Ross Results: Context Collaboration I think we all sing from the same hymn sheet, and I think there are areas where what we do everybody does and yes I think it works. I think we know exactly where we're going. Once we've got that we know we're not giving nonessential medications, we're giving medications to be comfortable with, we're not filling them full of fluids which just you know hang around, we are just making them comfortable, and I think that's really important. Charlie ent they have never clapped eyes on, how do they know they are very trusting themselves. Trusting is the word for it these werent doc

Results: Context Concern for others I even used to think about Doctors doing it I mean Doctors feel or appear to be quite blas about it they were quite happy to do it. I used to think how do they feel prescribing a drug for a patient they have never clapped eyes on, how do they know they are very trusting themselves. Lee Results: Relationships

Nurses demonstrated through their accounts that the relationships they maintain are the key to achieving moral action. The context did present barriers as identified in both the research data and literature review The most important is that with the patient, the patients family Doctors Other health professionals Reconceptualised Theoretical Framework Nurse Nurse patient patient

relationship relationship With With other other patients, patients, families, families, health health and and social social care care team team

members members In In partnership R E L A T I O N S

H I P S Limitations This is relatively small sized study exploratory. Nurse participants worked in the same organisation The study is limited to secondary care context. Conclusion and

Recommendations Nurses professional relationships are central to nurses contributions to the resolution of ethical dilemmas. Support is required for nurses to acquire the skills to develop and maintain professional relationships for addressing ethical dilemmas in practice. Nurses need to be involved in the development of organisational policy and individual patient decisions, which place obligation on them. Research is required to explore this phenomenon in other geographical areas and professional settings. References Corley M.C. (2002) Nursing Moral Distress: A proposed Theory and Agenda Nursing Ethics 9 (6) pp 636-650.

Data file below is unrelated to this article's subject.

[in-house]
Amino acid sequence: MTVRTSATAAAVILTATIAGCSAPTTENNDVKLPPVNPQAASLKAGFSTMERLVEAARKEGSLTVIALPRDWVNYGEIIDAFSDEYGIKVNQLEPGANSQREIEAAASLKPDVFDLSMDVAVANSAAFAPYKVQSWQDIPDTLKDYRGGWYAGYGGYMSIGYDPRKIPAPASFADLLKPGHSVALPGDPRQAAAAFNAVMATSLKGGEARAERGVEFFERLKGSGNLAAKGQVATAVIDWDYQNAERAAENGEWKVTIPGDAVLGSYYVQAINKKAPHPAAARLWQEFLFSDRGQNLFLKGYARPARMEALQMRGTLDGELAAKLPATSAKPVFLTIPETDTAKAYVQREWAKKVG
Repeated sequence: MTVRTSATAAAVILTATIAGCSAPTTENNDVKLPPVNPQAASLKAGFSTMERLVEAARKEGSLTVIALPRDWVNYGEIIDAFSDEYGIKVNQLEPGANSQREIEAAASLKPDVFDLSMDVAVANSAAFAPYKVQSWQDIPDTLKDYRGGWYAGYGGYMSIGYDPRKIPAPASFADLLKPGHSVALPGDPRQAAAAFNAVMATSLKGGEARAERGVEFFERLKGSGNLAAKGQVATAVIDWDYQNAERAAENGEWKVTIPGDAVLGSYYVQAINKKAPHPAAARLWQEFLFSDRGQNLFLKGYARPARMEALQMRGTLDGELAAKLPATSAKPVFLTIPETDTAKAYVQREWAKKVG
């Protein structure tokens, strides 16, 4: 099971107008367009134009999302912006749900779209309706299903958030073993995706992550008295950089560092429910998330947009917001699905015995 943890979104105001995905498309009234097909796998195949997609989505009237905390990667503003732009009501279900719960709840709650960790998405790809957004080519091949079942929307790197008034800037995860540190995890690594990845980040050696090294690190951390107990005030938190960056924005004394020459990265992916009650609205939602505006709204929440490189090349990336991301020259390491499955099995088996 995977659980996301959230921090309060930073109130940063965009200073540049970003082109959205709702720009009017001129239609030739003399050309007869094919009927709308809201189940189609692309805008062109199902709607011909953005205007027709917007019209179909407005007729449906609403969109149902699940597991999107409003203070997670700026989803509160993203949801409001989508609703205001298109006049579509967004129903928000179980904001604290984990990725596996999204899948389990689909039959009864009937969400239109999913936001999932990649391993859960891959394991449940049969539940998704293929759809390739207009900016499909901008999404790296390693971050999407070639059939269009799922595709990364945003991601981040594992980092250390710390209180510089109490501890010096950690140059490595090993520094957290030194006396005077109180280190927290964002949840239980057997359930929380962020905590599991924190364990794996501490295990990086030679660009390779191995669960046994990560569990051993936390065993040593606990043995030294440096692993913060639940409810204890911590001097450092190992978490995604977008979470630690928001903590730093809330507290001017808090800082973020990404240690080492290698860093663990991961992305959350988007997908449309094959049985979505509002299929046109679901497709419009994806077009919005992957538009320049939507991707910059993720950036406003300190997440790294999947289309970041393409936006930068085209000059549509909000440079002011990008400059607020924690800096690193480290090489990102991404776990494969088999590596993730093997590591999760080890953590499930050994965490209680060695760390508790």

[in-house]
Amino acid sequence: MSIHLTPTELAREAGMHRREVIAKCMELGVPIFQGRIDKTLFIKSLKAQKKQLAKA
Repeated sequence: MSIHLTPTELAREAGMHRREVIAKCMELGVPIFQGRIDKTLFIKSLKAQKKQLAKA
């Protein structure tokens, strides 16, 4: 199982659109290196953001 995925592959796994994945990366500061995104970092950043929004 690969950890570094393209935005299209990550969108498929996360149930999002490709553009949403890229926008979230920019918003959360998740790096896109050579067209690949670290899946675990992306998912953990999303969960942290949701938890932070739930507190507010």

Dierckx de Casterl B. Denier Y. De Bal N. and Gastmans C. (2010) Nursing care for patients requesting euthanasia in general hospitals in Flanders, Belgium Journal of Advanced Nursing 66 (11) pp 2410 2420. Heikkinen, A. Lemonidou, C. Petsios, K., Sala, R. Barazzetti, G. Radaelli, S. and Leino-Kilpi, H. (2006) Ethical codes in nursing practice: the viewpoint of Finnish, Greek and Italian Nurses. Journal of Advanced Nursing 55(30 pp 310 -319. References Kain, V. (2007). Moral distress and providing care to dying babies in neonatal nursing. International Journal of Palliative Nursing 13(5) pp 243-248. Lere J.C. and Gaummitz , B.R. (2003) The impact of codes of ethics on decision-making Some insights from information

Economics. Journal of Business Ethics 48 pp365-379. Long-Sutehall, T. Willis, H. Palmer, R. Ugboma, D. Addingham-Hall, J. and Coombs, M. (2011) Negotiated dying: A grounded theory of how nurses shape withdrawal of treatment in hospital critical care units. International Journal of Nursing Studies 48(12):1466-74. References Oberle, K. and Hughes, D. (2001) Doctors and nurses Perceptions of ethical problems in end of life decisions. Journal of Advanced Nursing 33(6) pp707 - 715. Redman, B.K and Fry, S.T (2000) Nurses Ethical Conflict: what is really known about them? Nursing Ethics, 7(4), pp. 360-366. Ulrich, C. M., Taylor, C., Soeken, K., O'Donnell, P.,Farrar, A., Danis, M. & Grady,C. (2010), Everyday ethics: ethical issues and stress in nursing practice. Journal of Advanced Nursing, 66: 25102519.

References Varcoe,. C. Doan, G. Pauly, B. Rodney, P. Storch, J. Mahoney, K. McPherson, G. Brown, H. and Starzonomski, R.( 2004).Ethical practice in nursing: working the in-betweens. Journal of Advanced Nursing 45(3)pp 316-325 Verpeet, E. Dierckx de Casterl B. Van der Arend, A. and Gastmans, C.A.E. (2004). Nurses views on ethical codes: a focus group study. Journal of Advanced Nursing 51 (2) 188-195 Wolf , Z. R. and Zuzelo, P. R. (2007) Never Again Stories of Nurses: Dilemmas in Nursing Practice. Qualitive Research 16(9) pp 1191-1206